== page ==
Does the power of an amplifier really matter?

Excuse my ignorance, but I am trying to understand the meaning of amplifier power. A doubling of amplifier output power results in a 3dB increase in sound-pressure level. So, if I listen to my stereo at a volume of say, 70 dB, what is the difference in a 100W amp vs. 250 W amp? If I listen at 70 dB, is more power delivered to the speakers with a 250W amp vs. 100W amp (resulting in better driver control)? I am not sure that is the case. Is it that a higher powered amp delivers a given amount of power more cleanly? Not sure if that is true as well. Can anyone educate me on this fundamental property of amplifiers?
It depends greatly upon the design of the amplifier and the characteristics of the speakers that are used with it.

In many cases, it is only the first watt or two which make the most impact on the sound. However, as playing gets louder,particularly with some inefficient speakers(and some with difficult impedances) the amplifier can become strained, and can eventually go beyond its ability to drive the speaker cleanly.

Current delivery ability of the amp can become increasingly important in these situations, and also when deep bass response in in the equation.

Since it requires about double the amp power applied, to increase most speakers SPL by 3db/1 meter, it is apparent that higher amp power can be useful to extend the SPL of many speakers up to their maximum SPL capability.

Additionally, dynamic headroom may play a factor in this, and many amp makers will include a dynamic headroom spec, which means that their power supplies are robust enough to provide "bursts" of power beyond their rated power levels, to handle difficult musical passages.

The more modest your listening SPL demands are, generally the less demanding you are of amp power, unless your speakers present a particularly difficult load for the amplifier to handle.

I realize that many other technical factors are present, but I'm trying to explain it in simple layman's terms.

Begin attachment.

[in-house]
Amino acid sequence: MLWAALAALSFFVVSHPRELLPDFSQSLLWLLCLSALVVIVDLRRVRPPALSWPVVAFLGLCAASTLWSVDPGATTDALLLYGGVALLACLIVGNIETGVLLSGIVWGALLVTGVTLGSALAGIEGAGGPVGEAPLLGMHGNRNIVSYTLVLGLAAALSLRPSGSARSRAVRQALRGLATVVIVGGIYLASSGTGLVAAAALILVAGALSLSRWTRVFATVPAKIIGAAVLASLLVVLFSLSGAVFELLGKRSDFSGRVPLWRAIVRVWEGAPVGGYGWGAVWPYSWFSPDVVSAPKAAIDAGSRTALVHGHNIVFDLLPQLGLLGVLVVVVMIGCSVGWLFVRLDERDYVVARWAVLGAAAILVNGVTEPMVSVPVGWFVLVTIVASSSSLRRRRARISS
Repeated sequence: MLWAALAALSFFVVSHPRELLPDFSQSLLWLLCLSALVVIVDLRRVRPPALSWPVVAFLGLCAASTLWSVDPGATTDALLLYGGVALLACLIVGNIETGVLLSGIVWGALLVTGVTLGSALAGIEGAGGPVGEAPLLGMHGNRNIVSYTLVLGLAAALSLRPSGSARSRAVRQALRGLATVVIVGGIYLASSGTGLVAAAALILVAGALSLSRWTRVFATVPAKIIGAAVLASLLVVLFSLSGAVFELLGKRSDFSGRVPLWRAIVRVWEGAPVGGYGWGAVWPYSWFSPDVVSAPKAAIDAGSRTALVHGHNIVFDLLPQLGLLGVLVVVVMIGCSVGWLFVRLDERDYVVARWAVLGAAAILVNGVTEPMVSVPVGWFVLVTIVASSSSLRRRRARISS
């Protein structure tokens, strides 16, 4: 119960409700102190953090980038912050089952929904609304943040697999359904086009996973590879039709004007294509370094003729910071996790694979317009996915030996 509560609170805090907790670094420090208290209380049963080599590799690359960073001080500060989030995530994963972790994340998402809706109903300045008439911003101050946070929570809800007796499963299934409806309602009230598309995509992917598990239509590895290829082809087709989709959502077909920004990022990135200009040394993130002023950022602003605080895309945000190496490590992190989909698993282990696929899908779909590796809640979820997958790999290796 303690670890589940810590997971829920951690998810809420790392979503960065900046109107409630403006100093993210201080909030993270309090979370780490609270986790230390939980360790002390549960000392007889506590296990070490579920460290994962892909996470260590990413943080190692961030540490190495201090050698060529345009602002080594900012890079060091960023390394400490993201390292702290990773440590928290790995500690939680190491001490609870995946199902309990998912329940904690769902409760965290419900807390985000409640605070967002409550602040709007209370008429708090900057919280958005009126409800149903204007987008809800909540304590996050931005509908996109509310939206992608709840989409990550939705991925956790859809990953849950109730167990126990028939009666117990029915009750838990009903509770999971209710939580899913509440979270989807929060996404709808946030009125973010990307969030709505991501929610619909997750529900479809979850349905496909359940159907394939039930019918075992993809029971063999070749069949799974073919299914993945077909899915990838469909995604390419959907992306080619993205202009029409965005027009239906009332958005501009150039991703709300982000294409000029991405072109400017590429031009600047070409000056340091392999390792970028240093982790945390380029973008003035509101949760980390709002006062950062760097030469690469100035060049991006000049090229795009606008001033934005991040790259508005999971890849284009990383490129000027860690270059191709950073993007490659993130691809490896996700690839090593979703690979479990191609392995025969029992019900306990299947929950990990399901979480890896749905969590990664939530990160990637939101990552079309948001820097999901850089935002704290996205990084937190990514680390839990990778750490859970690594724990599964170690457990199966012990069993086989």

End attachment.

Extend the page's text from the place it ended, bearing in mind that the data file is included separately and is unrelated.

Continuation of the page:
"So, if I listen to my stereo at a volume of say, 70 dB, what is the difference in a 100W amp vs. 250 W amp? If I listen at 70 dB, is more power delivered to the speakers with a 250W amp vs. 100W amp (resulting in better driver control)?"

No. A speaker needs a certain amount of power to play a particular note or tone at 70 dB (in your room, at your listening location). That's exactly what the amp is delivering at that moment, whether it's a 100w or a 250w amp.

The advantage of a 250w amp is that music, unlike a test tone, isn't at constant loudness. Occasional peaks can really drive up a speaker's need for power. With a more powerful amp, you're less likely to hit its limits or start to hear noticeable levels of distortion when the cannon goes off in the 1812 Overture, say.

"Is it that a higher powered amp delivers a given amount of power more cleanly?"

If you're talking about a large amount of power, that may be the case. Most of the time, however, your speakers aren't demanding very much of your amplifier, and even a small amp will be able to deliver a clean signal.

Keep in mind that an amp's power rating is only a very crude measure of how powerful it is under the range of conditions it would face in a typical music system. Someone who knows what they're doing can do much more meaningful measurements, but the measurements you see on the typical spec sheet aren't particularly meaningful. The best way to tell whether an amp is powerful enough is to bring it home and try it out in your system.
Several personal points here:
1-Yes, every 3db requires a doubling of power. However, it takes +10db to double the perceived volume.
2-70db is a tad too quiet for most people. Most speakers are putting out 1 watt to produce around 89db. Simply to double the perceived volume would require about 10 watts (99db).
3-Finally, keep in mind that although it doesn't seem like a big deal to exceed an amps max rating just for a short period of time, it can be. Some very nice amps handle dynamic headroom really well, while some lessor quality units start distorting rather quickly and don't recover for a while. To put that into perspective, compare a 7 watt cary amp to a 100 watt klh receiver. Both playing at 5 watts will sound drastically different. In light of what Pabelson stated above, the 1812 overture may not be as loud on the Cary, but it sure will sound better and handle the peaks with no noticable problems.
As the owner/operator of Magnepanar speakers, I have learned a thing or two about amp power. I have used various amps from 100 to 600 watts/channel (4 ohms) and for every step of increased power the sound quality has improved. This has little to do with how loud the speakers play: the 60 watt amp makes plenty of volume. I don't think that it is the power per se, but rather some other characteristic of an amp which just goes along with the ability to deliver a lot of power.